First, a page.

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Mr. Malcolm’s List: Tired Victorian romance can’t compete in the “Bridgerton” era


  • By The Newnan Times-Herald
  • |
  • Jun. 29, 2022 - 6:27 PM

Mr. Malcolm’s List: Tired Victorian romance can’t compete in the “Bridgerton” era

“Mr. Malcolm’s List” feels dated and tired even though performances are strong and the film’s central conceit showed potential.

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Mr. Malcolm’s List

Review By: Jonathan W. Hickman

Film Details:

Director: Emma Holly Jones

Cast: Theo James, Zawe Ashton, Freida Pinto, Oliver Jackson-Cohen, Ashley Park, and Sope Dirisu

Running Time: 1 hour, 55 minutes

In limited theatrical release

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Director Emma Holly Jones makes her feature debut with “Mr. Malcolm’s List,” an adaptation of her award-winning 2019 short film. This 19th Century set mannered romance suffers when compared to the more entertaining and sumptuously produced series “Bridgerton.”

In “Mr. Malcolm’s List,” the wealthy Malcolm (Dirisu) is one of England’s most eligible bachelors. When he spurns Julia Thistlewaite (Ashton), she plots her revenge. Julia discovers that Malcolm has a list of qualities he has determined will make a perfect spouse. Employing the assistance of Selina Dalton (Pinto), Julia constructs the ideal mate for Malcolm. But her goal isn’t to play matchmaker; instead, she’s out to shame the man for his insensitivity.

This Victorian romance of manners will be familiar to fans of the genre. Netflix’s “Bridgerton” hit a hybrid peak in recent years with its clever combination of modern attitudes forced into the Jane Austen era. But where “Bridgerton” used more contemporary racial positions and sensibilities, “Mr. Malcolm’s List” plays things much more traditionally.

Of course, the casting is somewhat provocative in that actors of all races take pivotal roles. And unlike “Bridgerton,” race is not made an overt issue. Therefore, Malcolm’s racial identity, and even that of Julia and Selina, is not considered. This refreshing approach only carries the film so far. I liked that race is never mentioned (not that I could tell), but aside from solid performances, especially by Ashton, director Jones does little to capitalize on her intriguing choices.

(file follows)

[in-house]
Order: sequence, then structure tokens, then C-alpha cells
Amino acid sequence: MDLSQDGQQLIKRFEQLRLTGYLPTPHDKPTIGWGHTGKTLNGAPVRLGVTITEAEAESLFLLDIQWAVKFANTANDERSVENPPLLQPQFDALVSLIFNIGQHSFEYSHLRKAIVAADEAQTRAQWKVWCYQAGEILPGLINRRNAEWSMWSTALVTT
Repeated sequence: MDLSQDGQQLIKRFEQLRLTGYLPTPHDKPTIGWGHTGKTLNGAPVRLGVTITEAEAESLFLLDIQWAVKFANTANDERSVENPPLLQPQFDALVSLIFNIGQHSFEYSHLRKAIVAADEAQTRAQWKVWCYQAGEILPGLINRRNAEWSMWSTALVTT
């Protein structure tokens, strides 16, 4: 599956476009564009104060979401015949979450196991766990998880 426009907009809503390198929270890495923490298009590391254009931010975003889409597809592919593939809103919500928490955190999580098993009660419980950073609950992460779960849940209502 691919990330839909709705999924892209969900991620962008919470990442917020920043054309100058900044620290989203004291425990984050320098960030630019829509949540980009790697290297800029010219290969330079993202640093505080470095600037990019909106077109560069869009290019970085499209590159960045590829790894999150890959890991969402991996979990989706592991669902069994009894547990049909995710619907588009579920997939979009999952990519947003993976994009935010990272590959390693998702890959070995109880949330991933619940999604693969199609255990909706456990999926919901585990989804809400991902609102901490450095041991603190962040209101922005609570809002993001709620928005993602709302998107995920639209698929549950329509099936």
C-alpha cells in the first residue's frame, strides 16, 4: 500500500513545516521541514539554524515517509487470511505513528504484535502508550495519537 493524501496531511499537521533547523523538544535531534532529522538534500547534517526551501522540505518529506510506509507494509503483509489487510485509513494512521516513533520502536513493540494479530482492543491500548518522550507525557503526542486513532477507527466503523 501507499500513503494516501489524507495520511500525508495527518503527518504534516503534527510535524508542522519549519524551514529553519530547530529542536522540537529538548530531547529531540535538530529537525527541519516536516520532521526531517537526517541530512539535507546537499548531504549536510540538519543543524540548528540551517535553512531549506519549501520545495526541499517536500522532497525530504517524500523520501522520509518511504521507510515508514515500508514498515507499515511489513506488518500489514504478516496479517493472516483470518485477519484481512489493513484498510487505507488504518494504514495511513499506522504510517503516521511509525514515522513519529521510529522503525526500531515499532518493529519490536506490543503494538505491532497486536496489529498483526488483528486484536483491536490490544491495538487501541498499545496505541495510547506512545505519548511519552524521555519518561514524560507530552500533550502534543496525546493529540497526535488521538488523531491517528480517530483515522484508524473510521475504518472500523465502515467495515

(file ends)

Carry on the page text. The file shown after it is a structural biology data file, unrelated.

Even the cinematography from experienced director of photography Tony Miller (see the upcoming Stars’ series “Becoming Elizabeth”) is dull and not particularly distinctive. This failing relates somewhat to production design, which has characters placed in rooms that feel vacant when compared to something like the opulent “Bridgerton.” The unfortunate result is that “Mr. Malcolm’s List” comes off as a bland handling of the tried and true Victorian romance.

Immediately after watching “Malcolm’s List,” my daughter showed me a couple of critical episodes of “Bridgerton” that shared similarities with Jones’ film. Having never seen Netflix's popular Shonda Rhimes-produced show, it is easy to see why it was such a cultural phenomenon.

I would compare “Mr. Malcolm’s List” to Autumn de Wilde’s wonderful 2020 film “Emma.” And “Malcolm’s” can’t duplicate that whimsical, charming Austen adaptation.

My takeaway is that to stand out from the crowd, hybrid filmmaking techniques may be required to capture youthful imaginations. As it is, “Mr. Malcolm’s List” feels dated and tired even though performances are strong and the film’s central conceit showed potential.